How hurricanes form and release their intensity?
Hurricanes need four conditions to form: •low air pressure
•moist ocean air
•tropical winds (near the equator).
Hurricanes form in the tropics, over warm ocean water (over 80ºF or 27ºC) and at latitudes between 8° and 20°, Hurricanes form mostly from June through November (hurricane season). These powerful storms are fueled by the heat energy that is released when water vapor condenses (turns into liquid water -- rain).
A hurricane goes through many stages as it develops:
1.It starts as a tropical wave, a westward-moving area of low air pressure.
2.As the warm, moist air over the ocean rises in the low air pressure area, cold air from above replaces it. This produces strong gusty winds, heavy rain and thunderclouds that is called a tropical disturbance.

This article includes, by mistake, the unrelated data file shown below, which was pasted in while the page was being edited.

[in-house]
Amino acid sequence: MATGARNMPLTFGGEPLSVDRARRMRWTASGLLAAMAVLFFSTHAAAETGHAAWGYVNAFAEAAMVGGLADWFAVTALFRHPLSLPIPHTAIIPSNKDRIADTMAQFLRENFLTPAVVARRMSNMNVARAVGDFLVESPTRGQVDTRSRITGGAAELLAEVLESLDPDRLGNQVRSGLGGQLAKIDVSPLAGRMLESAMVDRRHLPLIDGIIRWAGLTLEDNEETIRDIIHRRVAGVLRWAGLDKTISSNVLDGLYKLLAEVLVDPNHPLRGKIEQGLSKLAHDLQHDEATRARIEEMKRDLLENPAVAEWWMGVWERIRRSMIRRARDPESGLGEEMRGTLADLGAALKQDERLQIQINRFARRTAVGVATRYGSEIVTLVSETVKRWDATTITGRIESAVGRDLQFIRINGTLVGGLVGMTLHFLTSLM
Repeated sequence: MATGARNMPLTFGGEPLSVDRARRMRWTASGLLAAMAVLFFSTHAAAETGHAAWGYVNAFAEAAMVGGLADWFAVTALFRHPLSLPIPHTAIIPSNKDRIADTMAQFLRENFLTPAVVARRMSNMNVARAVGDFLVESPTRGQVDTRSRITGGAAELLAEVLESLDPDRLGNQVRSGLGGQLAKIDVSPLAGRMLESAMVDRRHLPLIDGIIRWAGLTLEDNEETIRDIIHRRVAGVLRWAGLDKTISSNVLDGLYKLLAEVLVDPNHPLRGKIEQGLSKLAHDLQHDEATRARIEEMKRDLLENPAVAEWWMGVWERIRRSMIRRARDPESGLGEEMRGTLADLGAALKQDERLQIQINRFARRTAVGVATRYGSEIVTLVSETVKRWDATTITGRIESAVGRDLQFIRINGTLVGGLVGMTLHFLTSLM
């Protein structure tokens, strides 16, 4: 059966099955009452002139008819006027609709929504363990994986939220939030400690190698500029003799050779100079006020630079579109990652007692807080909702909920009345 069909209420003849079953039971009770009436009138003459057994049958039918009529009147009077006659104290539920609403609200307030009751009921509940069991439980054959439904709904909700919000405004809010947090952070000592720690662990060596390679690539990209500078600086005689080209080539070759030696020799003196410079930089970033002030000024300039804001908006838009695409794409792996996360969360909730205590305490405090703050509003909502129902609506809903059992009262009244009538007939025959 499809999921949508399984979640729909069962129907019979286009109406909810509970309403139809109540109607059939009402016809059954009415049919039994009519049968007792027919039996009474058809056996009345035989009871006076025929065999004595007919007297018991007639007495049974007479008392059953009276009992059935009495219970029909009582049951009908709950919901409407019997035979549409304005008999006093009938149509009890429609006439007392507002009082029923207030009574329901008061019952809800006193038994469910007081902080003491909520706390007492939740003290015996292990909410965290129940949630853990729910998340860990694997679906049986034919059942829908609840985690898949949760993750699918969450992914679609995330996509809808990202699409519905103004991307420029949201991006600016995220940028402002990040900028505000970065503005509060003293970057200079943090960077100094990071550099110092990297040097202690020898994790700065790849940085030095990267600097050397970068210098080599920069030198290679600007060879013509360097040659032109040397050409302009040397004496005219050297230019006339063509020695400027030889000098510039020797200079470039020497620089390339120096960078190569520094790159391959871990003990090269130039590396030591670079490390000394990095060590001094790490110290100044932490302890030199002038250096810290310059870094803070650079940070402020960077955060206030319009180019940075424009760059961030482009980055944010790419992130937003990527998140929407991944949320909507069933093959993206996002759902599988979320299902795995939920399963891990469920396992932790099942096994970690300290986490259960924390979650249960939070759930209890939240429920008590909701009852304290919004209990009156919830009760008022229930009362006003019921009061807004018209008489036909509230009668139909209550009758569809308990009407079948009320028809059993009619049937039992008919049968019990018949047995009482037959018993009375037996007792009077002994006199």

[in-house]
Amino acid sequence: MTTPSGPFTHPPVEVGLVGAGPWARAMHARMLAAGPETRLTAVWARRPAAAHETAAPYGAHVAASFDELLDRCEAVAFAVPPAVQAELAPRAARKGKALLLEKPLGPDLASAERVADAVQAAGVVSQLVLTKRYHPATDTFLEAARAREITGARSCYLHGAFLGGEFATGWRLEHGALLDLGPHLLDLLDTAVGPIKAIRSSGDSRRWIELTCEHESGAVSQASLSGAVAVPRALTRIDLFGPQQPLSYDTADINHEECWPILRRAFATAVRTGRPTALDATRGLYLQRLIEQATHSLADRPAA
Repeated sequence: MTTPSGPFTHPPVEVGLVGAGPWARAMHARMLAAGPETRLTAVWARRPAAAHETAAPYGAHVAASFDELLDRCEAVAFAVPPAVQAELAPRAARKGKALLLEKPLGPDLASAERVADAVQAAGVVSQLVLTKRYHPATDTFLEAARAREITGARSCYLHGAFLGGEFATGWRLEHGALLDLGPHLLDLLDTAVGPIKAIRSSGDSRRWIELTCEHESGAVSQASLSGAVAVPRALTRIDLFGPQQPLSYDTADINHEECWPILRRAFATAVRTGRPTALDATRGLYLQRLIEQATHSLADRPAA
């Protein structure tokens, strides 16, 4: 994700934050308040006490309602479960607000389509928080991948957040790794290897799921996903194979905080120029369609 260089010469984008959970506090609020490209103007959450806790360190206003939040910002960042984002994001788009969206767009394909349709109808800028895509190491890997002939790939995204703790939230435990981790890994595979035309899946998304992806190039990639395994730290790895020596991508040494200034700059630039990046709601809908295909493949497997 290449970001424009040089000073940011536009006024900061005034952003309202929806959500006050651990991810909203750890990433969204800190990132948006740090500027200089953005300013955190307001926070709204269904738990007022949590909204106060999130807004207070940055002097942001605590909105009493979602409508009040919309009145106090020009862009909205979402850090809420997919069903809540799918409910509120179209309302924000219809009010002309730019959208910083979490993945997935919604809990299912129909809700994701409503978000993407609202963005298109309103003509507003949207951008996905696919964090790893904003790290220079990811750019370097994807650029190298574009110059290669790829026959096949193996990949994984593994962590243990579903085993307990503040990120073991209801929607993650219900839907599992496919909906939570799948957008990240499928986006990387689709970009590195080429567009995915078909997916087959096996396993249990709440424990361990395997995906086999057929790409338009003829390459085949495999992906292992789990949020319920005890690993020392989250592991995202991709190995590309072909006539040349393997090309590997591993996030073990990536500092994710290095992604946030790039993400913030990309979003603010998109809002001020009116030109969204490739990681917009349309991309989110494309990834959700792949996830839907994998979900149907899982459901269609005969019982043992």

3.As the air pressure drops and there are sustained winds up to 38 miles per hour, it is called a tropical depression.
4.When the cyclonic winds have sustained speeds from 39 to 73 miles per hour, it is called a tropical storm (storms are given names when they begin to have winds of this speed).
5.The storm becomes a hurricane when there are sustained winds of over 73 miles per hour.
The End of a Storm:
When a hurricane travels over land or cold water, its energy source (warm water) is gone and the storm weakens, quickly dying.